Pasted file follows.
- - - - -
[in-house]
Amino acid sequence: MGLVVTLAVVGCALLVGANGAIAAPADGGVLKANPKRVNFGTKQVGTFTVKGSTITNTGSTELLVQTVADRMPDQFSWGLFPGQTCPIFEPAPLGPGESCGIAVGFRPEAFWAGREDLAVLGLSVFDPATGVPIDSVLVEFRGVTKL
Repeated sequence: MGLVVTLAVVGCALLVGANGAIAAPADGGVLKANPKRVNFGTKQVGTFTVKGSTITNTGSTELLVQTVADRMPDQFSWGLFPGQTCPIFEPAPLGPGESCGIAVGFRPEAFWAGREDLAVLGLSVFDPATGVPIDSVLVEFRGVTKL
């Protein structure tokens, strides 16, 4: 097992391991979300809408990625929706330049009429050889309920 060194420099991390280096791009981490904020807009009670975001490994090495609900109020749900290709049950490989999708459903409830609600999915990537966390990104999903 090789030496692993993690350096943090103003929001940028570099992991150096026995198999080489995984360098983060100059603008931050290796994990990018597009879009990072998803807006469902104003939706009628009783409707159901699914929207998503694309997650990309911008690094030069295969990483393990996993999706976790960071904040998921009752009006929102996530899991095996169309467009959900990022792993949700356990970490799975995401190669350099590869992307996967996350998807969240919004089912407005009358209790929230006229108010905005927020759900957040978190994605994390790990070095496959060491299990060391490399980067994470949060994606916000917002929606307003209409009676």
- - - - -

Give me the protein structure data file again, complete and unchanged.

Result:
[in-house]
Amino acid sequence: MGLVVTLAVVGCALLVGANGAIAAPADGGVLKANPKRVNFGTKQVGTFTVKGSTITNTGSTELLVQTVADRMPDQFSWGLFPGQTCPIFEPAPLGPGESCGIAVGFRPEAFWAGREDLAVLGLSVFDPATGVPIDSVLVEFRGVTKL
Repeated sequence: MGLVVTLAVVGCALLVGANGAIAAPADGGVLKANPKRVNFGTKQVGTFTVKGSTITNTGSTELLVQTVADRMPDQFSWGLFPGQTCPIFEPAPLGPGESCGIAVGFRPEAFWAGREDLAVLGLSVFDPATGVPIDSVLVEFRGVTKL
């Protein structure tokens, strides 16, 4: 097992391991979300809408990625929706330049009429050889309920 060194420099991390280096791009981490904020807009009670975001490994090495609900109020749900290709049950490989999708459903409830609600999915990537966390990104999903 090789030496692993993690350096943090103003929001940028570099992991150096026995198999080489995984360098983060100059603008931050290796994990990018597009879009990072998803807006469902104003939706009628009783409707159901699914929207998503694309997650990309911008690094030069295969990483393990996993999706976790960071904040998921009752009006929102996530899991095996169309467009959900990022792993949700356990970490799975995401190669350099590869992307996967996350998807969240919004089912407005009358209790929230006229108010905005927020759900957040978190994605994390790990070095496959060491299990060391490399980067994470949060994606916000917002929606307003209409009676």